When news starts to trickle out that a soldier, airman, sailor or Marine has been killed, the community holds its breath. You look over your shoulder to make sure your own service member is still sitting there on the couch, safe. If he or she is not home, you start to worry, even if doing so is unreasonable.
“It couldn’t have been him,” you tell yourself. And yet you wonder. The tension builds.
“Oh please, God, please – let it not be my spouse.” You feel guilty for hoping it was someone else’s.
“I hope it’s not anyone we know. I hope it’s not our unit. ” The realization that it has to be anyone at all is crushing, like you are wishing death on someone else so that you and those near you can escape it.
And then the speculation begins on social media. If you are near the base where the accident occurred or where the people killed were stationed, you can feel the pressure in the air. Well-intentioned friends and neighbors share news stories. News outlets, maybe even reporting from near the scene of the incident, feed you the details they have. No one has said anything official yet, but words like “fiery crash” don’t sound good.
And now you, like so many other spouses near you, are waiting for The Knock.
Your husband doesn’t fly helicopters. Your wife wasn’t anywhere near that spot in Afghanistan. So there’s no way it could be you. And yet …
The weight of anticipating that Knock, even when it is improbable, is one of the great burdens of military family life. It’s one of the things that makes signing up for all of this on purpose seem, at times, like lunacy. We are told to not let worry about The Knock change us or impact us. We are coached on resiliency and moving forward.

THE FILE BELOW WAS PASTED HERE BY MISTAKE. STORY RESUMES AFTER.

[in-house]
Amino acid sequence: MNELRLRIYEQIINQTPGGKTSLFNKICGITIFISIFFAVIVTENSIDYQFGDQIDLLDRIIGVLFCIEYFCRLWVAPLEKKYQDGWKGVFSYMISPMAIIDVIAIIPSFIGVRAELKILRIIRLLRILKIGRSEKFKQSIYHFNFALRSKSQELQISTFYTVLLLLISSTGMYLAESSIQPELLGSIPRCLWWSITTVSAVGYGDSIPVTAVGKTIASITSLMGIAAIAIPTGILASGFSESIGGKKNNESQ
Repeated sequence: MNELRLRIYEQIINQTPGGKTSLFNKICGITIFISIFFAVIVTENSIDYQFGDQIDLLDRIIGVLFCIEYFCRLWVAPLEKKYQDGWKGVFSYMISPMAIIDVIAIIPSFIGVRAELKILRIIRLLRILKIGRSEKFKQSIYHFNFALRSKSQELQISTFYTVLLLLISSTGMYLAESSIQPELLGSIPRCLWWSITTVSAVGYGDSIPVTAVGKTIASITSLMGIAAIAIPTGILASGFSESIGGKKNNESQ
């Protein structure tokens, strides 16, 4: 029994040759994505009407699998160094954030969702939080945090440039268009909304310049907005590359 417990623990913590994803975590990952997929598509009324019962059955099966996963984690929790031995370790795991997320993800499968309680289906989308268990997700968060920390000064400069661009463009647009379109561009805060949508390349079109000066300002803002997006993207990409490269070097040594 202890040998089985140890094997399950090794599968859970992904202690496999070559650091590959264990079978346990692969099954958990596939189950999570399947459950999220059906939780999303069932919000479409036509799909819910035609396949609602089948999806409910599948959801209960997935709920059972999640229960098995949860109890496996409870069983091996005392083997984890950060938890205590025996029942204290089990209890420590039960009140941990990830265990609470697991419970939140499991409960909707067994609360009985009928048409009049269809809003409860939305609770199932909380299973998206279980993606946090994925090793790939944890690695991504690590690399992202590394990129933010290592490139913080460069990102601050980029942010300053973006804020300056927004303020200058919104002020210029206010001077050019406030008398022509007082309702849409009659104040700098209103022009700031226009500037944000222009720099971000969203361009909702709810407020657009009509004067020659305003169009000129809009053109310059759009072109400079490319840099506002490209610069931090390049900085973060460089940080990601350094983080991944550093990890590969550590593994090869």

And yet the weight is there. The Knock worry lingers in the corner like an unwelcome guest or that demon of a mouse you just can’t trap. It’s sneaky like that.
Sometimes it’s easy to question whether or not there is a better, faster way in the age of instantaneous news and social media to get official word of a death to the family sooner. When accidents happen or troops are killed downrange, it’s easy to figure out who it might’ve been. Our military communities are so small. Only so many are deployed to that exact area. Only a few people from a certain base were out flying that aircraft at that moment.
Officials wait to release specific details on any accident or attack for that reason. Even if you logically know that if a helicopter, for example, crashed near your base and your spouse was out flying a helicopter at that time, and it might have been him, you still don’t know for sure. You still may convince yourself that, no, you are safe.
Every inane seeming detail brings it closer to home. And that’s why they should be withheld, and usually are, until The Knock gets to you. You shouldn’t have to see enough information on the news that you know for certain that The Knock is coming before it gets there.
It’s unlikely at any time in the age of social media that The Knock will be a total surprise. When we asked SpouseBuzz readers in 2012 whether or not officials should consider changes to the notification system that might speed up the process, the answer was a resounding “no.” About 80 percent of respondents said that the system currently in place should be kept, regardless of whether or not everyone is smart or considerate enough to honor it by keeping their mouths shut. We have to trust the system, you said. We have to believe that when officials release information to news outlets, they know what they are doing and that they have a plan behind their timing.
And here’s why: even though the notification system is not perfect, even though the weight of The Knock is a burden we constantly carry, there’s comfort in knowing exactly what to expect from the process. And in a moment when there are no good things, that’s something to lean on.